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How to Get Your Groove Back

posted 2016 Oct by

embracing sex after breast cancer

Embracing Sex After Breast Cancer

By Laura Shinn

If you’ve ever been through it yourself, or stood by a friend through her fight, you know that breast cancer recovery takes a superhuman level of energy. Sure, surgery, radiation and chemotherapy saves lives—but in the process of kicking cancer’s ass, they kick yours, too. Your hormones are all over the place. You’re ensconced in a New Normal, and it takes every last ounce of strength to get to a place where you’re even semi-ok with it.

So yeah. It makes sense that sex isn’t at the top of the priority list right now. The good news? That’s 100% normal. Lumpectomy or mastectomy may have changed your shape, and that’s just one of the things that’ll affect your desire—and perceived desirability.

The key word there? Perceived. Getting your groove back is an inside and outside job, says Dr. Pepper Schwartz, sociology professor at the University of Washington and co-author of Snap Strategies for Couples. “So much of what we are is psychological, but it’s physical, too. Finding something there that you like is up to you. It could be a new lipstick or a new haircut, but getting stronger is the quickest way to start feeling better.”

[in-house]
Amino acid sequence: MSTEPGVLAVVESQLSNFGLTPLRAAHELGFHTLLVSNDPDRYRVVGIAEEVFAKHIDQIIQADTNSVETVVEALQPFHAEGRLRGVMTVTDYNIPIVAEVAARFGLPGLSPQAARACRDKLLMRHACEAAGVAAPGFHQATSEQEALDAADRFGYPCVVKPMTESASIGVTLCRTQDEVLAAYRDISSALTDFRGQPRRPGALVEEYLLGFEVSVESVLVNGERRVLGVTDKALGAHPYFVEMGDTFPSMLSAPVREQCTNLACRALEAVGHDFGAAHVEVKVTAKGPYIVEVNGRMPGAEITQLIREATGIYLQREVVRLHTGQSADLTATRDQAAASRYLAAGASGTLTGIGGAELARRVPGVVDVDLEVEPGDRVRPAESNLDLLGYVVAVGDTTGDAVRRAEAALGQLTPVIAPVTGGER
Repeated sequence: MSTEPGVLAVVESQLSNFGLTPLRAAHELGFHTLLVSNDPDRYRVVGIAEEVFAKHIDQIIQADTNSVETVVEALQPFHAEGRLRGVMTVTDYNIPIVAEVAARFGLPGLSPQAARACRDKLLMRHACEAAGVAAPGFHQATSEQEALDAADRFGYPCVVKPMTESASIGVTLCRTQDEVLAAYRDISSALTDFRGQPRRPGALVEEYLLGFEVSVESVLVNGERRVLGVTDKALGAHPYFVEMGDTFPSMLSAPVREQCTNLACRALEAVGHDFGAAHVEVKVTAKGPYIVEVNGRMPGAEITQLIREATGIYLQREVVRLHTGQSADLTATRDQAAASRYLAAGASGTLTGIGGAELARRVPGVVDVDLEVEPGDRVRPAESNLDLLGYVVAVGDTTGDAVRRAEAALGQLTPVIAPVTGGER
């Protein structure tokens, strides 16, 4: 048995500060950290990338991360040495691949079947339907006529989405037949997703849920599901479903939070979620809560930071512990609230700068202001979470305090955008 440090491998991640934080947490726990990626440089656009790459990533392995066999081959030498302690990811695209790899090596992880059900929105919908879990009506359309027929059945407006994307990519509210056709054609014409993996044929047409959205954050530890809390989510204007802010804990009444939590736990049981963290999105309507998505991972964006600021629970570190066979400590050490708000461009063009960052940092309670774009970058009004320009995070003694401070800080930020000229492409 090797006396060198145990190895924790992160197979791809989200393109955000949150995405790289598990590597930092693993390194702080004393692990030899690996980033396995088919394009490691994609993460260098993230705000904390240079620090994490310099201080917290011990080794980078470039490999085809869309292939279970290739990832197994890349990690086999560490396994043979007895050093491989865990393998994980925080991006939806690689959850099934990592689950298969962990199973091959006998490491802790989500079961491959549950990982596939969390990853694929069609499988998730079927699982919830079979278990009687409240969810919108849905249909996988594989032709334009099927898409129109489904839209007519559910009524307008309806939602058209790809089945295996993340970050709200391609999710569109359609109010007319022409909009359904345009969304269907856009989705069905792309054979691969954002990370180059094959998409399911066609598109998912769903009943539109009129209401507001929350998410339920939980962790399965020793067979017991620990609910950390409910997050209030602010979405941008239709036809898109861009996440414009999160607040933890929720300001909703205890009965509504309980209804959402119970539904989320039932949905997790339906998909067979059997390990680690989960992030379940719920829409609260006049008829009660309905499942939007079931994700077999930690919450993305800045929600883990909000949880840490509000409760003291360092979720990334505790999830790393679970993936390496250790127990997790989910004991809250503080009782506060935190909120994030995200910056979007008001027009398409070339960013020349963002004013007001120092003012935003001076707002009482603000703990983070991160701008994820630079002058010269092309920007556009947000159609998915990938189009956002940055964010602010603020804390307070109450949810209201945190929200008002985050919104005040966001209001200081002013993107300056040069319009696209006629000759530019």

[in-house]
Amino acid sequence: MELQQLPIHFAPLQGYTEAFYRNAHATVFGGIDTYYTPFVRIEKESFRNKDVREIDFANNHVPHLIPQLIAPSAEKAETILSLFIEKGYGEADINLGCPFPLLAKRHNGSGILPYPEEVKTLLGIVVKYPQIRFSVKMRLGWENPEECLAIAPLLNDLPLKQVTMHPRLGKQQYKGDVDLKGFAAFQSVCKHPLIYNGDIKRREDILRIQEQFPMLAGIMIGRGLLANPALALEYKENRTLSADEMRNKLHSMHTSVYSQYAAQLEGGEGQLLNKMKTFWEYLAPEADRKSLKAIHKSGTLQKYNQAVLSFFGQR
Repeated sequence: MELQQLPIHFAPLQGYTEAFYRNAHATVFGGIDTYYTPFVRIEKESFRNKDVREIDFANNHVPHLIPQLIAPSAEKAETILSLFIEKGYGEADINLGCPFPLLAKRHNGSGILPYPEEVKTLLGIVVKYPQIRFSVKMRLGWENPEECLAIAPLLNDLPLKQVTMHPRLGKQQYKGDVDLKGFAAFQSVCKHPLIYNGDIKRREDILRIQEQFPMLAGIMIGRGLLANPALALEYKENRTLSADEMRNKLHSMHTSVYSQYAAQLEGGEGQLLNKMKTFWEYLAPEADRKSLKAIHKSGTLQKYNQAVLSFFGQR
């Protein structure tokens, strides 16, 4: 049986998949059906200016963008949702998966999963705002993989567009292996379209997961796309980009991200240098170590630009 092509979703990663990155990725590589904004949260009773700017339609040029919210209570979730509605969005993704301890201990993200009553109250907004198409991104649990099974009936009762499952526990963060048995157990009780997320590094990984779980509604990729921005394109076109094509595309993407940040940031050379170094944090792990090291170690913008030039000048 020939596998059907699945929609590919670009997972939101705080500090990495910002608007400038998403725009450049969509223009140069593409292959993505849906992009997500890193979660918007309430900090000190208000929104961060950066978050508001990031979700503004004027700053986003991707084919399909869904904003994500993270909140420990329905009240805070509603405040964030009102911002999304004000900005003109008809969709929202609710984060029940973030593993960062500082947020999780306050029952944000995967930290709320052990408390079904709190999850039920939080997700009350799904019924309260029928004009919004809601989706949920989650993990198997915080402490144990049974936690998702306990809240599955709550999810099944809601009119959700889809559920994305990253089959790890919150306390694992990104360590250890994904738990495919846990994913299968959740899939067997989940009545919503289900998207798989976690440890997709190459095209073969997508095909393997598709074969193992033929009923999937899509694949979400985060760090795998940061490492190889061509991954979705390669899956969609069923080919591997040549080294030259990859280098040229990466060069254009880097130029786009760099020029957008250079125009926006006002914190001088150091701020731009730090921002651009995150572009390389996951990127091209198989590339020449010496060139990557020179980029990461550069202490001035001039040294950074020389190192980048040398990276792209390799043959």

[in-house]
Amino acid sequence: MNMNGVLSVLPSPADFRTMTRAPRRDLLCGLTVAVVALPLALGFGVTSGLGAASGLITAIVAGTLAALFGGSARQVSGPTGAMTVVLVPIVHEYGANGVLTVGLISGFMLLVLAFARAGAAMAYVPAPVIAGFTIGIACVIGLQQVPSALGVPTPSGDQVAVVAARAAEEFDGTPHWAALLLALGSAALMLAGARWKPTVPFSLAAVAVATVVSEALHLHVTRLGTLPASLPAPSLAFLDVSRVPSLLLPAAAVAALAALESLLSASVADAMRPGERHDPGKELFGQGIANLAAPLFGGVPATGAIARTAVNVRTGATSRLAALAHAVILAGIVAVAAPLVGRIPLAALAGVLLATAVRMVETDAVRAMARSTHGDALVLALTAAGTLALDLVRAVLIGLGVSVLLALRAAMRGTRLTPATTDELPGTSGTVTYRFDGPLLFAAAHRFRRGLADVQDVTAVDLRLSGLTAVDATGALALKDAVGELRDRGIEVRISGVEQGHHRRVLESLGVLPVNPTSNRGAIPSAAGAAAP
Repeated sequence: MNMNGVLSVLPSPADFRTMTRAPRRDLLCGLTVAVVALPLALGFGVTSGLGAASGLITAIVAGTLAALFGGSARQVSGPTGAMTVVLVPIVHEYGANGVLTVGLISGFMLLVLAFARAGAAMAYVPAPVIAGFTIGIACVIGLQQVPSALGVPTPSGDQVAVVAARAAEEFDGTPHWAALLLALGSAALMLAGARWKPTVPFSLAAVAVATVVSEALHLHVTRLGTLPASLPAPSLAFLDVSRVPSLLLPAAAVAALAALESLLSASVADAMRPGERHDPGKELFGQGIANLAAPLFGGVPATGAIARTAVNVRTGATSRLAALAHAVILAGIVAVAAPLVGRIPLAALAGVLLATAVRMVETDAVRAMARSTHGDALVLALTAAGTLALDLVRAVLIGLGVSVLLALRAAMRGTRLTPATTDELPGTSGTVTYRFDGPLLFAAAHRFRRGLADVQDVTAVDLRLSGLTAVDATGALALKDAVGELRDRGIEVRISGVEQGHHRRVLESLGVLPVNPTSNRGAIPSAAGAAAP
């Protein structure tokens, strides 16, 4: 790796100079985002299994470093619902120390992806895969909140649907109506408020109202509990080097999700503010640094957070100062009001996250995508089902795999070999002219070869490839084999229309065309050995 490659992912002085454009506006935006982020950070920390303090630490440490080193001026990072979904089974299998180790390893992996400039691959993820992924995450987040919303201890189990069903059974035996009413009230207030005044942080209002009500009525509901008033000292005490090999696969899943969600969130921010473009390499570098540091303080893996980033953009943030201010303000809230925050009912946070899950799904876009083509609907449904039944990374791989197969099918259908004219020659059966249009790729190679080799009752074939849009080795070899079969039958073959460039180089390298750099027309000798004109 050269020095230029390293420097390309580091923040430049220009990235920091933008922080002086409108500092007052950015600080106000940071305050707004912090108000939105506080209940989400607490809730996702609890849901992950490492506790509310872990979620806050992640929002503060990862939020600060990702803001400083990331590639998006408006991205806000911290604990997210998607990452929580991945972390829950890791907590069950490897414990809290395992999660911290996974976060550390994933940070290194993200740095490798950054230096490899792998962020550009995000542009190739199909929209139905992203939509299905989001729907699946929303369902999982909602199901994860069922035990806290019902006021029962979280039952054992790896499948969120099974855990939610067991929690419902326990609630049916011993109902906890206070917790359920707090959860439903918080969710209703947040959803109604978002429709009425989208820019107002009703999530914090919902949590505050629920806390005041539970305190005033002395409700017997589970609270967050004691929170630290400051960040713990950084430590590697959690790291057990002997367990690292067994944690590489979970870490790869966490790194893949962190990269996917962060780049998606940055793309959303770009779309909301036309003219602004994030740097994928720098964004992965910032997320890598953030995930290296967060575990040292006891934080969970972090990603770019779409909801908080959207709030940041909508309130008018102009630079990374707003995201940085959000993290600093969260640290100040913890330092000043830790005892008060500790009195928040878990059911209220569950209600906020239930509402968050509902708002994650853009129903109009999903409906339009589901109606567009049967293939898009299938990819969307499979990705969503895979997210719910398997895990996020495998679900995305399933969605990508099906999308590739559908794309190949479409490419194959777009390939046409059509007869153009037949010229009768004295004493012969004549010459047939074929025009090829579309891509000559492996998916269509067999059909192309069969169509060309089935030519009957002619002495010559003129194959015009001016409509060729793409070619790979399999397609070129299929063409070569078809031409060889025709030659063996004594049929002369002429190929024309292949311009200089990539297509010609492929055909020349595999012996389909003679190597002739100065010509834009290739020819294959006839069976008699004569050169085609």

So...how to get your groove back? A few ways to start:  

Communication. What might have worked in the Before Cancer Bedroom ain’t gonna work now. Foreplay is going to have to be different. In fact, everything leading up to those moments of intimacy may need to be renegotiated—but that’s ok. When you’re ready, talk to your partner. It could even be—dare we say it?—fun.

Lubrication. When you’re finally ready to go, your body may not be. Stress, medication, fear...all of that can lead to desert-like conditions south of the border. Lube is your friend. Having it readily available increases spontaneity and can decrease anxiety. And when it’s served up warm, we’re talking next level thrills. (Brace yourself.)

Realize how far you’ve come. Remember one thing: You’re a hero. “You should feel heroic about what you’ve conquered, and let that shine through,” says Schwartz. “You deserve that.”

 

Laura Shinn is a Portland, Oregon-based writer and strategist covering health, wellness, food, fashion and culture.

 

 

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